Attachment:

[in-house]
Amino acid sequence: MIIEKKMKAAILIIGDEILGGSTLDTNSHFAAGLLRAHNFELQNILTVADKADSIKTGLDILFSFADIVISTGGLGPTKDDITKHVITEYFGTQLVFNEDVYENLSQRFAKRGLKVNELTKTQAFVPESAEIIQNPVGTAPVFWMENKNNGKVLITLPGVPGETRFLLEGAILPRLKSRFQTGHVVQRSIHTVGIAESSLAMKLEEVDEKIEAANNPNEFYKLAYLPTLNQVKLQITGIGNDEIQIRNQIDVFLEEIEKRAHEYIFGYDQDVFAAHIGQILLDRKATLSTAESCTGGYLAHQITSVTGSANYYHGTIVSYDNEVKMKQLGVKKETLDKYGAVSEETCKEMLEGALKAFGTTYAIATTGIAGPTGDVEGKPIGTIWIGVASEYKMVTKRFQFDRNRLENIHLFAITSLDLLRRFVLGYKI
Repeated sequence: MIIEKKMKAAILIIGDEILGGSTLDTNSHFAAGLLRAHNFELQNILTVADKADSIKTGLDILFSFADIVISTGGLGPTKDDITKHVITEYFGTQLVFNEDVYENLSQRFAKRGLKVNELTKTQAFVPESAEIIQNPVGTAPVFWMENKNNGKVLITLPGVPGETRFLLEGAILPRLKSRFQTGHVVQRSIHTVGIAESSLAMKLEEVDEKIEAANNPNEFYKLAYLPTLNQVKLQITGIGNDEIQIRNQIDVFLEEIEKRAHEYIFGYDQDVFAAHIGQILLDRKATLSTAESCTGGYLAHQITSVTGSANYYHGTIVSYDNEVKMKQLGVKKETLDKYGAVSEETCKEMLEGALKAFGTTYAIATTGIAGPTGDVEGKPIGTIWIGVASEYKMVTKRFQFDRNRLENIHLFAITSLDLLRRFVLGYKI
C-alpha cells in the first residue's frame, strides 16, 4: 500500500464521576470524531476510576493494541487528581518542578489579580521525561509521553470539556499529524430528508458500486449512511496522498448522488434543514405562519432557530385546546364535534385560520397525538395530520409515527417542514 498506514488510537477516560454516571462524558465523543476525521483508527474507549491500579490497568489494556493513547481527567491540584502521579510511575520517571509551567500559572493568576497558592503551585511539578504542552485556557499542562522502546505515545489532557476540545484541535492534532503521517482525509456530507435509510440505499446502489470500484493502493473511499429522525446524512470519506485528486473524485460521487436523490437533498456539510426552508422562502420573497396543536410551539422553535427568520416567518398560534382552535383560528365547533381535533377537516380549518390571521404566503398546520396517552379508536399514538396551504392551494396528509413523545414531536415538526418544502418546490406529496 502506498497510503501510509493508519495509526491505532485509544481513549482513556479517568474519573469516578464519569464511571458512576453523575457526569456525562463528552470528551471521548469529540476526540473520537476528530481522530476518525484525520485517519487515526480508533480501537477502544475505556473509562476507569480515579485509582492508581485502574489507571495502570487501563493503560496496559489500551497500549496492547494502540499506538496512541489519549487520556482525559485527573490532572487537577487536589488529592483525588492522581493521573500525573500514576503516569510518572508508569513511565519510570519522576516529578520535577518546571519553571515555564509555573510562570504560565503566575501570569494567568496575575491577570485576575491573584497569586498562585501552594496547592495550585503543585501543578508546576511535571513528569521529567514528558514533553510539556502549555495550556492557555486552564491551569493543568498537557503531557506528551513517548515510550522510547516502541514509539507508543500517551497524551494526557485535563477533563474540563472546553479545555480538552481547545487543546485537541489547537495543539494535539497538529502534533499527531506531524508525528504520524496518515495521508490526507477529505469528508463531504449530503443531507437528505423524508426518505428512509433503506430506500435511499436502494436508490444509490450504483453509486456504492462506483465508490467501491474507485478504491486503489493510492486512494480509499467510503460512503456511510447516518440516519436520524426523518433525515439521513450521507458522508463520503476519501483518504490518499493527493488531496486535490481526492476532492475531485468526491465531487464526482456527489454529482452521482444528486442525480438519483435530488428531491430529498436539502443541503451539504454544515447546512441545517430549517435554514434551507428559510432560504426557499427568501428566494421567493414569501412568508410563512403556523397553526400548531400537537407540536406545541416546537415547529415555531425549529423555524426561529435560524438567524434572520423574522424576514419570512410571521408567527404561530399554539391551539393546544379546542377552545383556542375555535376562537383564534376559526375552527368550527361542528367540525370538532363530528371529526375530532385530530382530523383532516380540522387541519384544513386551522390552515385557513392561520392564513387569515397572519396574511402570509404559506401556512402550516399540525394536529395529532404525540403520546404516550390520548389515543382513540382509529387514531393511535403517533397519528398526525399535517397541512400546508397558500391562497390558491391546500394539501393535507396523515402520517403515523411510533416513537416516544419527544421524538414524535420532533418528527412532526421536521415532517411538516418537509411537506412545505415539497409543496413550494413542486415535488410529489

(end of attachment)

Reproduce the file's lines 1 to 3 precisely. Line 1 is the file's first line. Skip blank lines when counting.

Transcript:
[in-house]
Amino acid sequence: MIIEKKMKAAILIIGDEILGGSTLDTNSHFAAGLLRAHNFELQNILTVADKADSIKTGLDILFSFADIVISTGGLGPTKDDITKHVITEYFGTQLVFNEDVYENLSQRFAKRGLKVNELTKTQAFVPESAEIIQNPVGTAPVFWMENKNNGKVLITLPGVPGETRFLLEGAILPRLKSRFQTGHVVQRSIHTVGIAESSLAMKLEEVDEKIEAANNPNEFYKLAYLPTLNQVKLQITGIGNDEIQIRNQIDVFLEEIEKRAHEYIFGYDQDVFAAHIGQILLDRKATLSTAESCTGGYLAHQITSVTGSANYYHGTIVSYDNEVKMKQLGVKKETLDKYGAVSEETCKEMLEGALKAFGTTYAIATTGIAGPTGDVEGKPIGTIWIGVASEYKMVTKRFQFDRNRLENIHLFAITSLDLLRRFVLGYKI
Repeated sequence: MIIEKKMKAAILIIGDEILGGSTLDTNSHFAAGLLRAHNFELQNILTVADKADSIKTGLDILFSFADIVISTGGLGPTKDDITKHVITEYFGTQLVFNEDVYENLSQRFAKRGLKVNELTKTQAFVPESAEIIQNPVGTAPVFWMENKNNGKVLITLPGVPGETRFLLEGAILPRLKSRFQTGHVVQRSIHTVGIAESSLAMKLEEVDEKIEAANNPNEFYKLAYLPTLNQVKLQITGIGNDEIQIRNQIDVFLEEIEKRAHEYIFGYDQDVFAAHIGQILLDRKATLSTAESCTGGYLAHQITSVTGSANYYHGTIVSYDNEVKMKQLGVKKETLDKYGAVSEETCKEMLEGALKAFGTTYAIATTGIAGPTGDVEGKPIGTIWIGVASEYKMVTKRFQFDRNRLENIHLFAITSLDLLRRFVLGYKI